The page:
Each year, the William T. Kemper Award for Excellence in Teaching is awarded to two full-time and two part-time faculty members who demonstrate teaching at its finest. Nominated and supported by students and colleagues, they are selected by a committee of their peers for their outstanding teaching.
This year’s full-time faculty recipients are Aaron AuBuchon, assistant professor in the Electronic and Photographic Media department, and Allan MacNeill, professor of economics in the History, Politics and International Relations department. Part-time recipients are Andrea Miller, adjunct professor of sociology in the Behavioral and Social Sciences Department, and Gregory Weeks, adjunct professor of International Relations at our Vienna campus.
A fifth Kemper Award was given posthumously to George Slusarz, who passed away April 6. George was a beloved colleague, professor and friend to many. At his memorial service, students and colleagues read from letters they had written to the Kemper Committee in support of his nomination for the award – testimonials which made a strong impression on the committee and which made George a strong candidate for the award and moved them to make this special award.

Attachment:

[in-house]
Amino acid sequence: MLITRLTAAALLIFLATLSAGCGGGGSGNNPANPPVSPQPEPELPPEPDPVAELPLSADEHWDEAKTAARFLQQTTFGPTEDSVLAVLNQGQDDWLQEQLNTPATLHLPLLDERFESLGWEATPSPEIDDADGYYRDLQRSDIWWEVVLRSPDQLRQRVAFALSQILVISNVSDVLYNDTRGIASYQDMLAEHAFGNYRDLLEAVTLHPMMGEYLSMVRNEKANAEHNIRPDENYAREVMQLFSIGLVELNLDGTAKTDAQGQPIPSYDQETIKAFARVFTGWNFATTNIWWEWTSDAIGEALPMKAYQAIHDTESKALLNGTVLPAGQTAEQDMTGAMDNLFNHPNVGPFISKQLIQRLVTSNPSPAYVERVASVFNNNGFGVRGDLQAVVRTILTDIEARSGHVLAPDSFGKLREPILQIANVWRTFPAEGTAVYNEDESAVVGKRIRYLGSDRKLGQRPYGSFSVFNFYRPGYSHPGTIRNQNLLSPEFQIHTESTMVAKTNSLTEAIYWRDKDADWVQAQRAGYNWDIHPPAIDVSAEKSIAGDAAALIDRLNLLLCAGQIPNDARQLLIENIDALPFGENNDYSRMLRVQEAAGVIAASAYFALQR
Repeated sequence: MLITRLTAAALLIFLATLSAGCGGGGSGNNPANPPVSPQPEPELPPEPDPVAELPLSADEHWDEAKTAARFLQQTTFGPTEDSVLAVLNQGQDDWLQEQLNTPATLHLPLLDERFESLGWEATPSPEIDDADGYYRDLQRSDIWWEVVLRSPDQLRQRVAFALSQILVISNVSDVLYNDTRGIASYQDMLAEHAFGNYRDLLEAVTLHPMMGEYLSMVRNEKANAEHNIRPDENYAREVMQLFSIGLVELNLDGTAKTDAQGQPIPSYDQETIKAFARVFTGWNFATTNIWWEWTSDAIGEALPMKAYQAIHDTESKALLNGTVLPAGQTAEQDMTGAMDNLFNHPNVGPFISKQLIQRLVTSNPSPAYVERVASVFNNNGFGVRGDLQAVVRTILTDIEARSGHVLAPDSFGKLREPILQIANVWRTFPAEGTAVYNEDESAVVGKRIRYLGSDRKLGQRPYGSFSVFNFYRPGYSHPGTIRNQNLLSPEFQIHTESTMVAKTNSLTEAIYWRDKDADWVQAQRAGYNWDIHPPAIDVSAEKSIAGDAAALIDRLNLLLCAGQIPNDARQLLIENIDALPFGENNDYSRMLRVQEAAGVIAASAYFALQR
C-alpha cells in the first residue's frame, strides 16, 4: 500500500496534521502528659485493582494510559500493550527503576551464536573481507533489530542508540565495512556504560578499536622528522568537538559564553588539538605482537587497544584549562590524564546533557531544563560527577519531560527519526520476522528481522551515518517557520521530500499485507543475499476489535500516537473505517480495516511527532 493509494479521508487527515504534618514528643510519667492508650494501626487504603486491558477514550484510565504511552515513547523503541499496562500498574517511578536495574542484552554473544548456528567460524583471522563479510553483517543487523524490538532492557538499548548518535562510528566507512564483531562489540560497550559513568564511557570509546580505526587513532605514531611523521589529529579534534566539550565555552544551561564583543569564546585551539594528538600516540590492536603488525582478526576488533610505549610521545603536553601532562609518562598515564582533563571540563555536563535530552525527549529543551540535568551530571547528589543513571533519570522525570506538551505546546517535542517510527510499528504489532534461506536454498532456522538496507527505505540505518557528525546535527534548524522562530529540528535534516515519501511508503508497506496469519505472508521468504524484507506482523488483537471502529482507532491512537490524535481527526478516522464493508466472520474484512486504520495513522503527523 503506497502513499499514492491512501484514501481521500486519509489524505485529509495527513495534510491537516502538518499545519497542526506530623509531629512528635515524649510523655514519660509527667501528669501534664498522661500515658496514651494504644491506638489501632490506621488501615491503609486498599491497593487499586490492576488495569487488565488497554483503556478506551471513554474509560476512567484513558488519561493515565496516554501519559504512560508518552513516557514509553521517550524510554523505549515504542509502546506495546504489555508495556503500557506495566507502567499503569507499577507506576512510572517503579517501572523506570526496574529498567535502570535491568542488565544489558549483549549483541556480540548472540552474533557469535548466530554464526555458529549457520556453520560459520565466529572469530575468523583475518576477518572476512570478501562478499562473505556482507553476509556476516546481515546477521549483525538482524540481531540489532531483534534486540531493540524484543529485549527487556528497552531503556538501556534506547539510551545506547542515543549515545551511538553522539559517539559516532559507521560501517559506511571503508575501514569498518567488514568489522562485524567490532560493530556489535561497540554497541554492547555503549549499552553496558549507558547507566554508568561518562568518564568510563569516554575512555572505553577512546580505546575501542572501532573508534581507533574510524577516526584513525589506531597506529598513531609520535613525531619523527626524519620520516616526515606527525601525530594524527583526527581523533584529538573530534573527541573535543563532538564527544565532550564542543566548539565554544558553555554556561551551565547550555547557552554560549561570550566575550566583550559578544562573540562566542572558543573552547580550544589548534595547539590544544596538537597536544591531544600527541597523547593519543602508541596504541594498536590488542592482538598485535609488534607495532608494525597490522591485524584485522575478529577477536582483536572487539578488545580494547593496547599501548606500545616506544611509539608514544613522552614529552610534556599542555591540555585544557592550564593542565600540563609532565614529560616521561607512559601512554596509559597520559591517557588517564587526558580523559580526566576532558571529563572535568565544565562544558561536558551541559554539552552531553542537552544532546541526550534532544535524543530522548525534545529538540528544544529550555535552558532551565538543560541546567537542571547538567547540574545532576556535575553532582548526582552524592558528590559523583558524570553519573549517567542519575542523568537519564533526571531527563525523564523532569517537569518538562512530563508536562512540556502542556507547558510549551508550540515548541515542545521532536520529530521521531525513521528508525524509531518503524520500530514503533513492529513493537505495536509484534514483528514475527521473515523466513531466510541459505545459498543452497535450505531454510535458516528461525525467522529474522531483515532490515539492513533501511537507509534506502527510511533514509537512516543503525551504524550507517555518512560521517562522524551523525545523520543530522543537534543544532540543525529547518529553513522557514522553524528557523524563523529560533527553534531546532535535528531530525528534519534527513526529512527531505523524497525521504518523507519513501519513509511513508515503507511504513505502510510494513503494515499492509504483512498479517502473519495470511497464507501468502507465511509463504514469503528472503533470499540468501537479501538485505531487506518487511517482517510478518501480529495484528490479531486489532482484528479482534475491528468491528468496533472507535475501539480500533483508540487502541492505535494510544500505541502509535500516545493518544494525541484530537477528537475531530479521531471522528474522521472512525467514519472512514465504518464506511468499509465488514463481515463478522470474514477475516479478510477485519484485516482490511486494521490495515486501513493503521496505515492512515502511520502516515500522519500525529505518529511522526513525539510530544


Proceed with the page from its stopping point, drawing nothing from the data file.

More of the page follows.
AuBuchon, who is coordinator of the Video Production program in the School of Communications, was recognized for the rigor and discipline he has instilled in the program. His nominator said, “Graduates of the program fully appreciate the responsibilities required to become a professional in the field.”
MacNeill was recognized for the demanding, rewarding and interdisciplinary nature of his classes. One of his students said, “In every class I have taken with him there are elements of political science, economics, sociology, psychology, history, human rights, and even art.”
Miller, who is coordinator of the Year of International Human Rights in the College of Arts & Sciences, was recognized for the depth and diversity of the courses she teaches. One colleague observed how Andrea encourages students to think, grow and learn through the use of innovative and creative activities, challenging students to re-evaluate their conceptions of race, gender, sexuality, ethnicity, and social class.
Weeks was recognized for unwavering commitment to his students and their success. A colleague of Dr. Weeks said, “Dr. Weeks’ students were invariably among the best trained, hardest working and most committed of all the students in my program. They had a broad base of knowledge and a clear sense of intellectual purpose.”